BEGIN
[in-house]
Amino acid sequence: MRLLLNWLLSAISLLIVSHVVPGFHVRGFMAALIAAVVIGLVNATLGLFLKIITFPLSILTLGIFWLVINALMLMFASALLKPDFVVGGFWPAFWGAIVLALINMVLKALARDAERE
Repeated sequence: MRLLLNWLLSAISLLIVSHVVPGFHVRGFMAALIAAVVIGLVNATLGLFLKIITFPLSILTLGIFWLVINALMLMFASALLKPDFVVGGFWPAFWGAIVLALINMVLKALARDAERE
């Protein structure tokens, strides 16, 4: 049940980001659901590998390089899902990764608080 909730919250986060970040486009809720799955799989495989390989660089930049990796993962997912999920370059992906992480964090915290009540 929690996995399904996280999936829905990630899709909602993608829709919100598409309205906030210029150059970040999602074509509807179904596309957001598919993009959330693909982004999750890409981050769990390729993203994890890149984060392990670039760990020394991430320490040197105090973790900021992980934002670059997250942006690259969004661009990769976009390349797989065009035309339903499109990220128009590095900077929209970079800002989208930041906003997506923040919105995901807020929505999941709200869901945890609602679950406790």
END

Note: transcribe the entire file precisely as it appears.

[in-house]
Amino acid sequence: MRLLLNWLLSAISLLIVSHVVPGFHVRGFMAALIAAVVIGLVNATLGLFLKIITFPLSILTLGIFWLVINALMLMFASALLKPDFVVGGFWPAFWGAIVLALINMVLKALARDAERE
Repeated sequence: MRLLLNWLLSAISLLIVSHVVPGFHVRGFMAALIAAVVIGLVNATLGLFLKIITFPLSILTLGIFWLVINALMLMFASALLKPDFVVGGFWPAFWGAIVLALINMVLKALARDAERE
């Protein structure tokens, strides 16, 4: 049940980001659901590998390089899902990764608080 909730919250986060970040486009809720799955799989495989390989660089930049990796993962997912999920370059992906992480964090915290009540 929690996995399904996280999936829905990630899709909602993608829709919100598409309205906030210029150059970040999602074509509807179904596309957001598919993009959330693909982004999750890409981050769990390729993203994890890149984060392990670039760990020394991430320490040197105090973790900021992980934002670059997250942006690259969004661009990769976009390349797989065009035309339903499109990220128009590095900077929209970079800002989208930041906003997506923040919105995901807020929505999941709200869901945890609602679950406790």